Category: Preclinical Development
Purpose: Leukemia stem and progenitors cells are central to relapse in Acute Myelogenous Leukemia by maintaining and initiating the leukemic cell population. The sesquiterpene lactone (SL) parthenolide (PTL) has raised interest as a potential anti-leukemic compound because its ability to target leukemia stem cells. Unfortunately PTL’s poor water solubility and relatively low potency limit its in vivo effectiveness. In our continued effort to identify SLs with a better pharmaceutical profile.
Methods: Parthenin (PRT), a SL from Parthenium hysterophorus L. and Tetraneurin-E, a SL from Parthenium confertum var. lyratum (A. Gray) Rollins were isolated and tested in comparison with PTL against a battery comprised of 12 leukemia cell lines, 4 primary leukemia cell samples, and 3 normal peripheral mononuclear blood cell (PMBC) samples at concentrations of 1.25-20uM. Flow Cytometry was to count apoptotic cells. QSAR was used to test for fold changes of NFkB1 and HOMX1. Western blot was used to study the phosphorylated levels of NFkB (S536) and HMOX1 after 2 hours incubation of cells with all three compounds.Molecular modeling (SYBYL 2.0) was used to construct hydrophobic surfaces for the compounds using their crystal structures.
Results: Compared to PTL, PRT kills AML at lower doses with a mean LD50 of 6.81 μM vs. 11.56 μM for all cell lines and 6.80 μM vs 7.91μM for primary cells. No cellular death was seen for TET at the highest concentration of 20uM used. PRT did not have any detectable toxicity when tested with PMBCs at 20uM. PRT decreases the fold change of NF-κB1 transcript approximately 4x more than PTL. PRT does not increase the fold change of HOMOX-1, indicating that it does not induce the Nrf2 cytoprotective response – a limiting factor in the effectiveness of PTL. HMOX-1 is increased 2x and 3x more than the control for TET and PTL, respectively. PRT decreases active NF-κB (pS536) and HMOX-1 protein levels better than PTL. Mechanistically, it is believed a major mechanism of SLs is the induction of apoptosis through covalent modification of C-38 on NF-κB. Molecular modeling analysis suggests that both PRT and PTL can bind very well to NF-κB because they possess a large hydrophobic surface formed by C-8, C-9, C-13 and C- 14 that can interact with a complementary hydrophobic surface surrounding C-38 on NF-κB. Although Tetraneurin-E (TET) contains the same pharmacophore of PTL and PRT, its smaller hydrophobic surface is incompatible with the hydrophobic surface surrounding C-38 of Nf-kB. Therefore, it’s pharmacophore is most likely not able to interact with C-38 which is necessary for targeting NF-kB.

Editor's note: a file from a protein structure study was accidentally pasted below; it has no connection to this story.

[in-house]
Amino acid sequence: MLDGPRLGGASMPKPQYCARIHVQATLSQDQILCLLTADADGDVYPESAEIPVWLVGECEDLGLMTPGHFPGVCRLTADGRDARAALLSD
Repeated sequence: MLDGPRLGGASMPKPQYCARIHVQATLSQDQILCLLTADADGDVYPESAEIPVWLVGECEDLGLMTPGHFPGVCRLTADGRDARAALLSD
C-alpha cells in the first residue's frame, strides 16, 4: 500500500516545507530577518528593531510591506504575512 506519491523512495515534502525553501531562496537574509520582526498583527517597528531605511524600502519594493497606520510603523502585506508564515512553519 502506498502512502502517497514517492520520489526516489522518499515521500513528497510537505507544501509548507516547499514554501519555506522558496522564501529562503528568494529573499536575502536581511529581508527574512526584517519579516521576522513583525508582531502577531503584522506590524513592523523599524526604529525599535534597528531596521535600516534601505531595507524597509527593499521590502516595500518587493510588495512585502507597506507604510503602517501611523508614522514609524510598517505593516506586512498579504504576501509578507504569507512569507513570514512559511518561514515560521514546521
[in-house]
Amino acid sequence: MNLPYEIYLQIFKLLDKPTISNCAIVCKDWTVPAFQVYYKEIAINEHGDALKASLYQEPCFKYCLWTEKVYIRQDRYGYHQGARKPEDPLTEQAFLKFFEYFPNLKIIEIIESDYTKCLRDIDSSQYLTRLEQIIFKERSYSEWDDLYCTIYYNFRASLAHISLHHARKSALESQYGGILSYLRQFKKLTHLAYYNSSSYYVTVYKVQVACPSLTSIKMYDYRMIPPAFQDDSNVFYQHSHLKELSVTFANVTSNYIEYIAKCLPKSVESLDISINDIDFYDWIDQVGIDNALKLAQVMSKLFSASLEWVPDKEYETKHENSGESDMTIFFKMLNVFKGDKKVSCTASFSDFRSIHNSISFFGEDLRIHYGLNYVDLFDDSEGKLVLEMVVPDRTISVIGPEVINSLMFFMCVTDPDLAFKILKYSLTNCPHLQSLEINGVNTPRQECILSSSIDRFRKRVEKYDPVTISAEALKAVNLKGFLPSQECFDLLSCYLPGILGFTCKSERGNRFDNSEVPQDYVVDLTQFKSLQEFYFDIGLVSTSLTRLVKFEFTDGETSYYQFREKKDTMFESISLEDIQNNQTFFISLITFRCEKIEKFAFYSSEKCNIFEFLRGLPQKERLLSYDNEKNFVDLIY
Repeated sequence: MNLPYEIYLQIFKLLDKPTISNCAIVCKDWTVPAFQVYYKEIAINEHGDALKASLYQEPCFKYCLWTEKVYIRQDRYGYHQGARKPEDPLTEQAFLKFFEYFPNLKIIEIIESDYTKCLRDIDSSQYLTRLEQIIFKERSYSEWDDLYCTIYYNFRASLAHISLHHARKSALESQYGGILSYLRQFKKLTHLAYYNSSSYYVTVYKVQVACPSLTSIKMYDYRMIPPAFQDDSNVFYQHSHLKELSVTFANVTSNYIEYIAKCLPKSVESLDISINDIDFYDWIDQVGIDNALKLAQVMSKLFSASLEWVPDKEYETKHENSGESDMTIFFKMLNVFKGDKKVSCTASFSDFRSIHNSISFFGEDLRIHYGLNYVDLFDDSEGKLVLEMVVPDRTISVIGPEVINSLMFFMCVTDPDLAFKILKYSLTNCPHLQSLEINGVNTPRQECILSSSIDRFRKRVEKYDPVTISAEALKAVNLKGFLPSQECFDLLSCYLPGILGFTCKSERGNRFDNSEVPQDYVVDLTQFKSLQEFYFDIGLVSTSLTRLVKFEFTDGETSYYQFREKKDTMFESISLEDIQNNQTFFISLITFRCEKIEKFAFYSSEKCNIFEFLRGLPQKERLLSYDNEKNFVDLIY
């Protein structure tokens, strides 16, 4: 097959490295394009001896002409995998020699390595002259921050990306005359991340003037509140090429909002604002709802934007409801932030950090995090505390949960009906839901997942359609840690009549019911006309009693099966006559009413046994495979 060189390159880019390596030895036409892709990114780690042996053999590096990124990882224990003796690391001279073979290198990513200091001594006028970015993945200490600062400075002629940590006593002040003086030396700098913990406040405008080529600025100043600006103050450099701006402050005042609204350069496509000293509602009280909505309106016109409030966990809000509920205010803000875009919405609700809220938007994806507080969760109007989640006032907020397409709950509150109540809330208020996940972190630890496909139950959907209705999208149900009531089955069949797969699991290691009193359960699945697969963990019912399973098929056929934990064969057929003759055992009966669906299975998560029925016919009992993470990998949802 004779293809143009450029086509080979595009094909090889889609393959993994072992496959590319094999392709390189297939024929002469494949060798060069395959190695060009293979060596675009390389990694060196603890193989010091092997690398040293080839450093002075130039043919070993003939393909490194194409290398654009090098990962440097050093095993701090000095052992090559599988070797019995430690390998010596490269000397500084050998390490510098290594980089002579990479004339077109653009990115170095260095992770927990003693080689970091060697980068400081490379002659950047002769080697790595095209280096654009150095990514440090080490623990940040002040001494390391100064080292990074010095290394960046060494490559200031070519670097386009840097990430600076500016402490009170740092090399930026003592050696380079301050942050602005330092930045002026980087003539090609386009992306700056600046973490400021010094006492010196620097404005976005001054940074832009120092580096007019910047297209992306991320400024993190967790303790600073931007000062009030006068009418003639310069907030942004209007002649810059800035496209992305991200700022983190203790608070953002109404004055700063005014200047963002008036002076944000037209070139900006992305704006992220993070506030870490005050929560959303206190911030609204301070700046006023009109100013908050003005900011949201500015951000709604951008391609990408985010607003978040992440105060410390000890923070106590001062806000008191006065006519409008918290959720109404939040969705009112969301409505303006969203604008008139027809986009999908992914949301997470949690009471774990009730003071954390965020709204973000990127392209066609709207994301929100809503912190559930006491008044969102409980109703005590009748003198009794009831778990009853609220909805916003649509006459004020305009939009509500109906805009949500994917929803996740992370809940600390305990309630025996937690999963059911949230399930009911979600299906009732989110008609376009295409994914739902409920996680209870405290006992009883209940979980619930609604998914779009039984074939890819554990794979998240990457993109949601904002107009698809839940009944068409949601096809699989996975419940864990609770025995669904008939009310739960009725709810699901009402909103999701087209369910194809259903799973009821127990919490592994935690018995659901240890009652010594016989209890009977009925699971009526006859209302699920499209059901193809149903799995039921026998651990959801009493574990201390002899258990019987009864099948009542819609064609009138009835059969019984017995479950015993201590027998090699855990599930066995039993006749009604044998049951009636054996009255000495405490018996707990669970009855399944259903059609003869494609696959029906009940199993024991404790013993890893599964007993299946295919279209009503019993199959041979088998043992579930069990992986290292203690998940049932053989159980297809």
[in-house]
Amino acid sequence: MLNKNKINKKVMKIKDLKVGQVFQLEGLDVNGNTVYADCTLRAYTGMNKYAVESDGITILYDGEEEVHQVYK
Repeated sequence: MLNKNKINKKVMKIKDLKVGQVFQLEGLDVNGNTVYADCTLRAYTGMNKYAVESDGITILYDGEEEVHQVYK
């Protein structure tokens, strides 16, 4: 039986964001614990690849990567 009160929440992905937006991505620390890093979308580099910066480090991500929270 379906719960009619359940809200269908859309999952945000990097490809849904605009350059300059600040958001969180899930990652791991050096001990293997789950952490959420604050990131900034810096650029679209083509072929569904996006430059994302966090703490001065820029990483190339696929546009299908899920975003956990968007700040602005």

Conclusion: These results support the evidence that a major mechanism of potent sesquiterpene lactones against AML involve targeting NF-kB. Until now, it has not been rationally discussed why certain closely related sesquiterpene lactones bearing the a-methylene-gamma-lactone pharmacophore do not show specificity for NF-kB while others inhibit it very effectively. It is our theory, using in vitro results and molecular modeling that hydrophobic surfaces are critically important for sesquiterpene lactone potency against AML.
David Mery– Little Rock, Arkansas
David Mery– Little Rock, Arkansas
Rachel Yang– New York, New York
Cesar Compadre– Department of Pharmaceutical Sciences, College of Pharmacy, University of Arkansas for Medical Sciences, Little Rock, AR 72205, Tocol Pharmaceuticals, LLC, Little Rock, AR 77205, USA, Little Rock, Arkansas
Monica Guzman– New York, New York
Paola Ordóñez– Sede Ibarra, Imbabura, Ecuador